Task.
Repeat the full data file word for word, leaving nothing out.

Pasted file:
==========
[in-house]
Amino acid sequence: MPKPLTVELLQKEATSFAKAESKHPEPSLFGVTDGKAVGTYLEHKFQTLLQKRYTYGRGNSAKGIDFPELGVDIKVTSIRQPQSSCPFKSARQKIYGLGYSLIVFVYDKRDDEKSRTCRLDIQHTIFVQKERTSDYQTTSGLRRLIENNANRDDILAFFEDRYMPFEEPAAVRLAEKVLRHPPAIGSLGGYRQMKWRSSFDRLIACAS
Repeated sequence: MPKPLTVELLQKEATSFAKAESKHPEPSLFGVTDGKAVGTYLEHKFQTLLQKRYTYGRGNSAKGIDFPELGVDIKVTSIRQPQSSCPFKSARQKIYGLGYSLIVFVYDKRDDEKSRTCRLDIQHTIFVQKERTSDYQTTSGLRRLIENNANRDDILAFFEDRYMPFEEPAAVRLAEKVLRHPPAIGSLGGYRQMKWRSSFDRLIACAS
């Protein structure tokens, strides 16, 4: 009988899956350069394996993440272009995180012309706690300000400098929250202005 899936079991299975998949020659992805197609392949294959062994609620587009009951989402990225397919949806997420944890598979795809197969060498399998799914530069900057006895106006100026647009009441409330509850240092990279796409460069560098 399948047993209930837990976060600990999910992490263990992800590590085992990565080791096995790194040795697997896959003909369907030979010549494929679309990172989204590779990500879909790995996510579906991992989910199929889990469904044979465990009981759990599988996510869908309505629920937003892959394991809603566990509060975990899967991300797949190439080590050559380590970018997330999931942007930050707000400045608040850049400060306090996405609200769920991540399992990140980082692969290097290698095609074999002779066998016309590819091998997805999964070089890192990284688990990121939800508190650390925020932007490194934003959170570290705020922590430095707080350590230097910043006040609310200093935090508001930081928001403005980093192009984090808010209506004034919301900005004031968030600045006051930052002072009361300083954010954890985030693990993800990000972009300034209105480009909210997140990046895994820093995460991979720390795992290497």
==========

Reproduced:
[in-house]
Amino acid sequence: MPKPLTVELLQKEATSFAKAESKHPEPSLFGVTDGKAVGTYLEHKFQTLLQKRYTYGRGNSAKGIDFPELGVDIKVTSIRQPQSSCPFKSARQKIYGLGYSLIVFVYDKRDDEKSRTCRLDIQHTIFVQKERTSDYQTTSGLRRLIENNANRDDILAFFEDRYMPFEEPAAVRLAEKVLRHPPAIGSLGGYRQMKWRSSFDRLIACAS
Repeated sequence: MPKPLTVELLQKEATSFAKAESKHPEPSLFGVTDGKAVGTYLEHKFQTLLQKRYTYGRGNSAKGIDFPELGVDIKVTSIRQPQSSCPFKSARQKIYGLGYSLIVFVYDKRDDEKSRTCRLDIQHTIFVQKERTSDYQTTSGLRRLIENNANRDDILAFFEDRYMPFEEPAAVRLAEKVLRHPPAIGSLGGYRQMKWRSSFDRLIACAS
């Protein structure tokens, strides 16, 4: 009988899956350069394996993440272009995180012309706690300000400098929250202005 899936079991299975998949020659992805197609392949294959062994609620587009009951989402990225397919949806997420944890598979795809197969060498399998799914530069900057006895106006100026647009009441409330509850240092990279796409460069560098 399948047993209930837990976060600990999910992490263990992800590590085992990565080791096995790194040795697997896959003909369907030979010549494929679309990172989204590779990500879909790995996510579906991992989910199929889990469904044979465990009981759990599988996510869908309505629920937003892959394991809603566990509060975990899967991300797949190439080590050559380590970018997330999931942007930050707000400045608040850049400060306090996405609200769920991540399992990140980082692969290097290698095609074999002779066998016309590819091998997805999964070089890192990284688990990121939800508190650390925020932007490194934003959170570290705020922590430095707080350590230097910043006040609310200093935090508001930081928001403005980093192009984090808010209506004034919301900005004031968030600045006051930052002072009361300083954010954890985030693990993800990000972009300034209105480009909210997140990046895994820093995460991979720390795992290497």